• History
  • Traditions
  • Marketing Activities

Diwali’s History

Diwali is an ancient Hindu festival of lights. Like any other ancient holiday—it is a mix of different beliefs and traditions. There are two names connected to the spiritual part of the holiday.

Ramachandra. More known as the god Vishnu himself. The seventh incarnation. Ancient legends say that on this day Rama returned to his people after 14 years of absence. And he brought some incredibly good news: he defeated all the demons and their king—Ravana.

People decorated their houses with lights to celebrate his victory over evil. “Light over darkness, knowledge over ignorance, good over evil, and hope over despair”—as it is said in the greeting cards people exchange during the Diwali festival.

Lakshmi. The goddess of happiness and good fortune. It is believed that she travels around the world on this day and enters every home that is looking bright and spotlessly clean. People would summon their art skills from the depth of their souls and make Rangoli patterns. These colorful and bright designs are created with common around the house DIY materials: grains, rice, chalk, flour, even sand, but any variations are welcome. Flowers? Spices? Candy? Sure! Bring it on! Rangoli patterns are put on the floor at the house door to catch Lakshmi’s attention and welcome her in. And to welcome their friends, relatives, and beloved guests, of course.

Traditions of Diwali

People enjoy spending time at home with their families, exchanging presents, eating tasty food and watching the fireworks. Especially fireworks. Because it’s a Diwali time—the festival of lights. This really bright and picturesque celebration can last up to 5 days. The Diwali tradition is well-spread around the world now and is getting popularity in some countries on the national level. For example, the USA is officially celebrating Diwali in places all over the country from Disneyland and Times Square to numerous parks and museums.

Diya lightning. After dark people are lighting oil lamps or candles called “diyas”. There are also fireworks and those lucky ones who live near rivers can float lighted lamps on cute small rafts. The flow of lights is one of the truly beautiful things to watch.

Eating traditional sweets from India. Diwali is all about celebrating the sweetness of life, that’s why there are a lot of sweet snacks around. The most popular are Mithai, Lapsi Halwa, and sweet Samosas.

Shopping. It is a Diwali tradition to buy things. Especially if they are: gold, new clothes and something very needed for the home. And an enormous amount of gifts for everybody.

House cleaning and decorating. An old tradition actually makes sense in our busy world. Stop. Breathe. And clean your house. Do some renovation. Finish this endless home improvement already for Lakshmi’s sake. And don’t forget to make a Rangoli pattern.

Explore Indian Culture. People can enjoy festival performances or join some activities to embrace the bright Indian culture at full. Traditional Indian dances, meditation, Bollywood dance parties, sunrise prayers, festival food trying or even cooking together.

Marketing Activities for Diwali

The world expands its traditional horizons, and so should do the business owners and marketing folk. Stay sharp and be in late festive trends.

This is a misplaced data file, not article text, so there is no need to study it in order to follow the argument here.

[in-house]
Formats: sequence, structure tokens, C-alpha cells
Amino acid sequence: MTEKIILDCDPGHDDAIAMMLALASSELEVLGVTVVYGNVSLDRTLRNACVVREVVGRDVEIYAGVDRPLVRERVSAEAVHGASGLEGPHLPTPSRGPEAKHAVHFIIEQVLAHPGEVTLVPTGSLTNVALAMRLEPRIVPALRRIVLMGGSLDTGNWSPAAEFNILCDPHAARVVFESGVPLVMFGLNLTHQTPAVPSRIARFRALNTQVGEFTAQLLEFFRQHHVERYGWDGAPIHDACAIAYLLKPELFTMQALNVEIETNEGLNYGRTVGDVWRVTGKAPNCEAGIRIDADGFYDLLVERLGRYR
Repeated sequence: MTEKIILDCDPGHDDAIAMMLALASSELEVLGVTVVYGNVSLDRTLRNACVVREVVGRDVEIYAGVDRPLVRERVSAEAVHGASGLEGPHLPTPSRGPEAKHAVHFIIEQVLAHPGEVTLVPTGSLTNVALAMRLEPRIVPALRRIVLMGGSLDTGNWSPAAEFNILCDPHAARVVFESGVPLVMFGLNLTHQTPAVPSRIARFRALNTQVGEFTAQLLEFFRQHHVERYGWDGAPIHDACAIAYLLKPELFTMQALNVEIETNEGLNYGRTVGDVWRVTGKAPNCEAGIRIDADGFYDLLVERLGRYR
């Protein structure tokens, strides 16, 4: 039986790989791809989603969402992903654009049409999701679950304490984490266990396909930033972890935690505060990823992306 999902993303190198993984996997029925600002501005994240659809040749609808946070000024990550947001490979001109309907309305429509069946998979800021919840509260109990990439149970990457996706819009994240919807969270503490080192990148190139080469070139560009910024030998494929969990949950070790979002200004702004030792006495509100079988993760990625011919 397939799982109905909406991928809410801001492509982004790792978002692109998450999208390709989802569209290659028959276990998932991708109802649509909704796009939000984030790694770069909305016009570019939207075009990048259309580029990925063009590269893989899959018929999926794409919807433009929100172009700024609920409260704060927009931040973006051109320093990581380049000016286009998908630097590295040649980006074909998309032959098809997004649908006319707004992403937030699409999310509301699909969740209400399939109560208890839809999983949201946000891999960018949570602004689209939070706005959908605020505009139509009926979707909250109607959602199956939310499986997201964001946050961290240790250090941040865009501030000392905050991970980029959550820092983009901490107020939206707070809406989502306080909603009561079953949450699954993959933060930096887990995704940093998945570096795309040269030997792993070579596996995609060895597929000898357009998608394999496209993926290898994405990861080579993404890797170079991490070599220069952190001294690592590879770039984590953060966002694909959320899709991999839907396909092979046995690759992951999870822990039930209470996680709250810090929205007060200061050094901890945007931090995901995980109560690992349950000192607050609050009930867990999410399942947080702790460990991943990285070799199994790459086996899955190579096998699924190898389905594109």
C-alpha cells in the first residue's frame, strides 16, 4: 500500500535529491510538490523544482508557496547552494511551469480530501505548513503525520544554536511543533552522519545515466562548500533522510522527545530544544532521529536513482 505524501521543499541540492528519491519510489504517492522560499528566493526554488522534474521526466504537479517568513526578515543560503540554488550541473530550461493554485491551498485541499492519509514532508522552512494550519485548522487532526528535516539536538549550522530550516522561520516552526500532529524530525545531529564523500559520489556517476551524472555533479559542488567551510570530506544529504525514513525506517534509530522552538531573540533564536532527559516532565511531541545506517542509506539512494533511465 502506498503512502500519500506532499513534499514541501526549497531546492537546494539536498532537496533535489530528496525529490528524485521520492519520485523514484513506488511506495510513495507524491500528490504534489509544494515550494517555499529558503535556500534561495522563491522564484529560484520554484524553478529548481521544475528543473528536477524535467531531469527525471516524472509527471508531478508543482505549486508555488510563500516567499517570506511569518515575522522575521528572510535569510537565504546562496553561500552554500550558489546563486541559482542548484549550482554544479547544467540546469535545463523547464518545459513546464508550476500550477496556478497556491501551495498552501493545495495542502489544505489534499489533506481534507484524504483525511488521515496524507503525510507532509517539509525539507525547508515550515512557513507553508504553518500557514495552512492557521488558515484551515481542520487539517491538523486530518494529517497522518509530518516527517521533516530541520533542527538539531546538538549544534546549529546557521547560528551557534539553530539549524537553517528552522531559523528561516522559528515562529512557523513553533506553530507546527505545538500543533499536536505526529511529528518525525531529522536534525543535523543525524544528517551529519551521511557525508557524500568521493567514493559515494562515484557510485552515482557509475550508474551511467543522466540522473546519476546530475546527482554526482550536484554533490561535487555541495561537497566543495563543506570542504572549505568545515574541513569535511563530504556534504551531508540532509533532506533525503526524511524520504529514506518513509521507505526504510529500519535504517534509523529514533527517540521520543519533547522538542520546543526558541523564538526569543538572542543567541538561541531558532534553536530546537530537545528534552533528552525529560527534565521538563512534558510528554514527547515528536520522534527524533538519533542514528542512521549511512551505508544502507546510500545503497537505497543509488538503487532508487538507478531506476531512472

Contests, big prizes, giveaways. Diwali is all about winning. Celebrating the victory of light over darkness. Keep this in mind while planning the emotional part of a promotional campaign.

Creative discounts and sales. One more thing to remember while planning a sales campaign—the buying traditions. People consume a lot during the Diwali period. They’ve been waiting for this for the whole year. Diwali was always about buying gifts, new clothes, gold and household stuff. So, get creative with your discount system. Win the emotions, get the profit.

Look festive. Diwali is about getting your house clean and shiny for the Lakshmi goddess and for the guests. Actually, it’s a good piece of advice for your business too. Clean and decorate the brand. Digitally or traditionally. Use professional design templates and Rangoli patterns to look a million.

Sponsor events and festivals. People celebrate and enjoy the Diwali festival by having a social gathering with friends and relatives. Your company can take part in social life too. By sponsoring Diya events and Rangoli contests. Or even organizing quiet space for meditation. And a mango lassi bar.

Colors of Diwali

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Since Diwali is a very colorful feast, choose the brightest color palettes you can find to use in your designs. Red, pure yellow, vivid magenta, and pure blue are the most prominent colors associated with Diwali. People, who celebrate Diwali, make clothes and Rangoli patterns with these colors to support the feast of light with joyful patterns.

Symbols of Diwali

Diya. It’s a small traditional oil lamp. Made of clay. Diyas are lit to encourage the goddess Lakshmi to enter homes and to celebrate Rama’s victory over evil. Or light over darkness. Nowadays people often decorate their homes with electric lights. Which is also festive but safer.

Rangoli. Rangoli patterns are a feast for the Instagram maniacs and designers. It is an amazing mixture of bright colors, materials, and unique patterns. Anything to seek goddess’s attention and welcome the divine Lakshmi into the house.

Lotus Flower. One of the most famous Rangoli patterns. Lotus is believed to be a Lakshmi’s flower. She is often pictured holding it in her hands.

Templates of Diwali

The upcoming holidays